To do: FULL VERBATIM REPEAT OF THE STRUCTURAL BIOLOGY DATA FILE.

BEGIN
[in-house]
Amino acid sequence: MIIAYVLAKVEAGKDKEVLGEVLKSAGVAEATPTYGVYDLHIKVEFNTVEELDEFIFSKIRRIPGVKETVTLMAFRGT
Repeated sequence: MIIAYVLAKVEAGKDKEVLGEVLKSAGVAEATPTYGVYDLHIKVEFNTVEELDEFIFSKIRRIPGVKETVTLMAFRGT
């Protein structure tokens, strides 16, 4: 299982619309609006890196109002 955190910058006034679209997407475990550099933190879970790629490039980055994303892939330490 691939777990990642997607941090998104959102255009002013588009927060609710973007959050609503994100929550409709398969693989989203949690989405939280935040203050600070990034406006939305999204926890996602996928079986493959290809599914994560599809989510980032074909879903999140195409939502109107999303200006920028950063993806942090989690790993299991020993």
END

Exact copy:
[in-house]
Amino acid sequence: MIIAYVLAKVEAGKDKEVLGEVLKSAGVAEATPTYGVYDLHIKVEFNTVEELDEFIFSKIRRIPGVKETVTLMAFRGT
Repeated sequence: MIIAYVLAKVEAGKDKEVLGEVLKSAGVAEATPTYGVYDLHIKVEFNTVEELDEFIFSKIRRIPGVKETVTLMAFRGT
């Protein structure tokens, strides 16, 4: 299982619309609006890196109002 955190910058006034679209997407475990550099933190879970790629490039980055994303892939330490 691939777990990642997607941090998104959102255009002013588009927060609710973007959050609503994100929550409709398969693989989203949690989405939280935040203050600070990034406006939305999204926890996602996928079986493959290809599914994560599809989510980032074909879903999140195409939502109107999303200006920028950063993806942090989690790993299991020993």